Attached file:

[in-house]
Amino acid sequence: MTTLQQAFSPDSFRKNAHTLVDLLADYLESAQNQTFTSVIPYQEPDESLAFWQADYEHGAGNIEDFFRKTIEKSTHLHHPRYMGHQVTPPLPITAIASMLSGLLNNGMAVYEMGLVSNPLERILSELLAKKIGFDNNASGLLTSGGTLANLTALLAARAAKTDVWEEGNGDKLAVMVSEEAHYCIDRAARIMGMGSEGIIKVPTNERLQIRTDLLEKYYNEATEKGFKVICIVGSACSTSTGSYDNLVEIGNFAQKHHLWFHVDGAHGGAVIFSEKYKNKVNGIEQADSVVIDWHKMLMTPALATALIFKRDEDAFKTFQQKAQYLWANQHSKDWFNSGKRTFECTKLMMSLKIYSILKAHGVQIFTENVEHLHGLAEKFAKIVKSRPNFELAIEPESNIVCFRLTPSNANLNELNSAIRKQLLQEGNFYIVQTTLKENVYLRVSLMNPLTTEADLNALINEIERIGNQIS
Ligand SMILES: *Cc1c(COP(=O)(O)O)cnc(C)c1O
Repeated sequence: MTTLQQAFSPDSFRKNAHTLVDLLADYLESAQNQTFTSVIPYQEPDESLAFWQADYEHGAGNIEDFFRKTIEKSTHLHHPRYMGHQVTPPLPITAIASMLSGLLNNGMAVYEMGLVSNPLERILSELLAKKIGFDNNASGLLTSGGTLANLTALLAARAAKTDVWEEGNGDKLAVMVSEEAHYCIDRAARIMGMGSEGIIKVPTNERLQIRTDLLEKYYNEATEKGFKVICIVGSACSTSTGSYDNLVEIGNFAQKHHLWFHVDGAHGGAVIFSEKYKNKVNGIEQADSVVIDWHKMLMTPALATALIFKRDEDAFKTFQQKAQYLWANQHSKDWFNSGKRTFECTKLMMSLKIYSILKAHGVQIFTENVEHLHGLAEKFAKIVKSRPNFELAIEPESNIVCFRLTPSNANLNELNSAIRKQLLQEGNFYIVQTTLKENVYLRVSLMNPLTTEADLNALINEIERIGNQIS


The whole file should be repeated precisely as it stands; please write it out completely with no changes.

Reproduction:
[in-house]
Amino acid sequence: MTTLQQAFSPDSFRKNAHTLVDLLADYLESAQNQTFTSVIPYQEPDESLAFWQADYEHGAGNIEDFFRKTIEKSTHLHHPRYMGHQVTPPLPITAIASMLSGLLNNGMAVYEMGLVSNPLERILSELLAKKIGFDNNASGLLTSGGTLANLTALLAARAAKTDVWEEGNGDKLAVMVSEEAHYCIDRAARIMGMGSEGIIKVPTNERLQIRTDLLEKYYNEATEKGFKVICIVGSACSTSTGSYDNLVEIGNFAQKHHLWFHVDGAHGGAVIFSEKYKNKVNGIEQADSVVIDWHKMLMTPALATALIFKRDEDAFKTFQQKAQYLWANQHSKDWFNSGKRTFECTKLMMSLKIYSILKAHGVQIFTENVEHLHGLAEKFAKIVKSRPNFELAIEPESNIVCFRLTPSNANLNELNSAIRKQLLQEGNFYIVQTTLKENVYLRVSLMNPLTTEADLNALINEIERIGNQIS
Ligand SMILES: *Cc1c(COP(=O)(O)O)cnc(C)c1O
Repeated sequence: MTTLQQAFSPDSFRKNAHTLVDLLADYLESAQNQTFTSVIPYQEPDESLAFWQADYEHGAGNIEDFFRKTIEKSTHLHHPRYMGHQVTPPLPITAIASMLSGLLNNGMAVYEMGLVSNPLERILSELLAKKIGFDNNASGLLTSGGTLANLTALLAARAAKTDVWEEGNGDKLAVMVSEEAHYCIDRAARIMGMGSEGIIKVPTNERLQIRTDLLEKYYNEATEKGFKVICIVGSACSTSTGSYDNLVEIGNFAQKHHLWFHVDGAHGGAVIFSEKYKNKVNGIEQADSVVIDWHKMLMTPALATALIFKRDEDAFKTFQQKAQYLWANQHSKDWFNSGKRTFECTKLMMSLKIYSILKAHGVQIFTENVEHLHGLAEKFAKIVKSRPNFELAIEPESNIVCFRLTPSNANLNELNSAIRKQLLQEGNFYIVQTTLKENVYLRVSLMNPLTTEADLNALINEIERIGNQIS